Is the US housing market in danger of crashing?

In 2018, house prices in the United States rose for the seventh consecutive year. However, the upswing recently lost momentum amid stagnating sales figures. The debt ratio of private households has meanwhile fallen noticeably, but still stands at around 100% of income. Moderate loan granting as well as construction activity argue against an imminent fall in prices. Nevertheless, the risk of a sudden slump in demand and renewed rise in debt remains. But let’s take a closer look at the situation on this important real estate market. After all, the volume of mortgages in the USA exceeded the 9 trillion dollar mark again last year, with this last happening in 2008.

On a steady upward trajectory, US house prices returned to pre-crisis levels already two years ago and have even exceeded them. Over the course of last year, demand went into decline again for the first time since 2014. This was reflected in declining sales figures and slightly weaker price momentum, with a particularly noticeable deceleration in sales of existing homes. But the upward trend in new construction has also come to a halt. There can be little doubt that a gradual supply shortage also restrained transactions in both market segments. But if this had been the only factor of influence, price increases ought rather to have gathered speed.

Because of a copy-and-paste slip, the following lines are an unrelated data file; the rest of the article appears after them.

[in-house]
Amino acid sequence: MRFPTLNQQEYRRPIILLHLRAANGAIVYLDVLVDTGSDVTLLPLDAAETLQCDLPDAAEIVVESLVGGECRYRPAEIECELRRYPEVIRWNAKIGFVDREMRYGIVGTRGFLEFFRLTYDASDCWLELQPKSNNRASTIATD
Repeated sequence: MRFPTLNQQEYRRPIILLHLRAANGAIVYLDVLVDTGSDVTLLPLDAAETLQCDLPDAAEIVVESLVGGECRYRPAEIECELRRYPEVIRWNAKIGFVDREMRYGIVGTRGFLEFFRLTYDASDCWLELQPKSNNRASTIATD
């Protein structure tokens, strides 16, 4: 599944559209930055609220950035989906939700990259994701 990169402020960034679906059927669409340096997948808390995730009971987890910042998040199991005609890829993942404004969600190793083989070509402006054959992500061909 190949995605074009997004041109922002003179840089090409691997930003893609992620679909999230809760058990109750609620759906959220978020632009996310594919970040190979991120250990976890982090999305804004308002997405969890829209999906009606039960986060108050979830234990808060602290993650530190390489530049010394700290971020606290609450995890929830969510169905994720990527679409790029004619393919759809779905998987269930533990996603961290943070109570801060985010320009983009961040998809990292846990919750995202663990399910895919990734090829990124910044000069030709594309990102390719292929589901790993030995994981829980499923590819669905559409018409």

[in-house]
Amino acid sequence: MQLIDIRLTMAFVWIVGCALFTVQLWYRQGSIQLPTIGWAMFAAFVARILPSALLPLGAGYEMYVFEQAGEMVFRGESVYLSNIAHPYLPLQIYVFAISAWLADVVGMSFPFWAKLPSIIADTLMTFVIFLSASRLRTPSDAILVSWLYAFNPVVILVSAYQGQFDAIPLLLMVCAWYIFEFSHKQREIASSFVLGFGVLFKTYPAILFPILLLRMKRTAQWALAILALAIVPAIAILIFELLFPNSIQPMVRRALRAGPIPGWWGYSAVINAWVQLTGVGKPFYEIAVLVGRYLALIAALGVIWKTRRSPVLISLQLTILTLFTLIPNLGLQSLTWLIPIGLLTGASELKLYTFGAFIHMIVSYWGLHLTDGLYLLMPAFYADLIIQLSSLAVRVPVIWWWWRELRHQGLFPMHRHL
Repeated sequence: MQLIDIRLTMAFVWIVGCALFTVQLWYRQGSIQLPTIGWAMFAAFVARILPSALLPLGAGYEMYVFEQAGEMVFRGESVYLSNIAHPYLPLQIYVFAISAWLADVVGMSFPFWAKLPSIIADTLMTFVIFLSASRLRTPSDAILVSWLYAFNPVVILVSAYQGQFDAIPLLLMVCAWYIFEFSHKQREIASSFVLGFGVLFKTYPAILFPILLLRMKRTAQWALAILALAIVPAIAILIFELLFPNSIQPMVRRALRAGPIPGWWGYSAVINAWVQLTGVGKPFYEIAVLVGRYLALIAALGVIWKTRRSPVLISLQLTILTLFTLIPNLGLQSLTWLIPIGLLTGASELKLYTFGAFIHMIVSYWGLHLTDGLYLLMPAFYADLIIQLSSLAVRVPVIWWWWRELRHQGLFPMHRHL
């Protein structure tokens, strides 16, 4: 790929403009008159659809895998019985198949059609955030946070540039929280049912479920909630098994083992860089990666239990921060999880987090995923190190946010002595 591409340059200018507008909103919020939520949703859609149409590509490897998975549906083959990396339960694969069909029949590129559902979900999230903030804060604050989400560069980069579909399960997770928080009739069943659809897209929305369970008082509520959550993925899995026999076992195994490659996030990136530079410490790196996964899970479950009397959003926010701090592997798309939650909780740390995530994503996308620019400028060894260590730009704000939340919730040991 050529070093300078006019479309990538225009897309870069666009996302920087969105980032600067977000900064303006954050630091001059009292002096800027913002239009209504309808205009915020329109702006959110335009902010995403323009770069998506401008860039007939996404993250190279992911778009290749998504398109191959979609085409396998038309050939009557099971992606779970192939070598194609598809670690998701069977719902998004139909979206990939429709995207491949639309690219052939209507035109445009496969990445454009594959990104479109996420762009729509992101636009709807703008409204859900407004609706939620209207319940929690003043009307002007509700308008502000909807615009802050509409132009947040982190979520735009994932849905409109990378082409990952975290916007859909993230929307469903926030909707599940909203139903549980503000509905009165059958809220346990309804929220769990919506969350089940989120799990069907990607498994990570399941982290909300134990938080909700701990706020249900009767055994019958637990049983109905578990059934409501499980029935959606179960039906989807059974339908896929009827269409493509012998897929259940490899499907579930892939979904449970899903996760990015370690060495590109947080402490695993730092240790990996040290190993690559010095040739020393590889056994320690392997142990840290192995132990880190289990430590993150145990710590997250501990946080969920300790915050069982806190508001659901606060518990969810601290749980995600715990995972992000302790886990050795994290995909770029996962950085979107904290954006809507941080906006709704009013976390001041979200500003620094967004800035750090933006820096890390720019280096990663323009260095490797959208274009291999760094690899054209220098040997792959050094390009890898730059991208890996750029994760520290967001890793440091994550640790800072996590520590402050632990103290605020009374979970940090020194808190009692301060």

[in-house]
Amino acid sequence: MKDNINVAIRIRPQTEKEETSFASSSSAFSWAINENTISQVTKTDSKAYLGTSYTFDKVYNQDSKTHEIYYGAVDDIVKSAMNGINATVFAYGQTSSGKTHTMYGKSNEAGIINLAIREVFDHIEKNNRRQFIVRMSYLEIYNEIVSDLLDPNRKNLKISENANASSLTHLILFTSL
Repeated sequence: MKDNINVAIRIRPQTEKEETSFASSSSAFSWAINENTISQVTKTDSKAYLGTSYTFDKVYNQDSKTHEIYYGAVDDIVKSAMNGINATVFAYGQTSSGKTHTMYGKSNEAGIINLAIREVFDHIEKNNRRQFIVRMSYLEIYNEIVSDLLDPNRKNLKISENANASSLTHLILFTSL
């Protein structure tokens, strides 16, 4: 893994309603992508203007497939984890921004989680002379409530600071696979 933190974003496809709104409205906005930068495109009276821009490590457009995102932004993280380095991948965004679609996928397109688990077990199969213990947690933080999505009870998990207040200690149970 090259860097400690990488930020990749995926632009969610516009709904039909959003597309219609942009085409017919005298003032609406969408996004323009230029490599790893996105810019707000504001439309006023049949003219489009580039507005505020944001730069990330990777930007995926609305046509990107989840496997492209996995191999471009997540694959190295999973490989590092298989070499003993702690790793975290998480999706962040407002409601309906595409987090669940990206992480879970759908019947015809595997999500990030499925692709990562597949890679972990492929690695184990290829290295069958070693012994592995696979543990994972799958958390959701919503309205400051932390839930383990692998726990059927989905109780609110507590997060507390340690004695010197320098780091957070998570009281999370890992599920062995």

Ultimately, it was other factors throttling demand for houses, such as higher prices and mortgage rates. The „affordability“ for private households has consequently deteriorated, but is still quite good by long-term standards.

To assess the appropriateness of the sales figures and demand, it is important to consider not just the absolute number of transactions. After all, the number of households and, by extension, the demand potential have risen significantly since 2007. If this is taken into account, the sales figures are solid and not „bloated“. This is also confirmed by taking a look at loan granting.

Overall, the situation on the US housing market is generally good, with the slightly tighter monetary policy of the US Federal Reserve also contributing to this. In 2018 alone, key interest rates were raised four times. For the house market, this was indeed an appropriate strategy for preventing the market from overheating.

The very good employment situation and solid growth continue to underpin demand for house ownership. But the deterioration in affordability, an important market mechanism that limits upward pressure on prices, is having a dampening effect. However, weaker sales resulting in a relaxation of loan granting conditions would give grounds for concern. For then, not only would price increases gather speed again, the debt ratio of private households would also rise rapidly after having improved only sluggishly in recent years and still at quite a high level.

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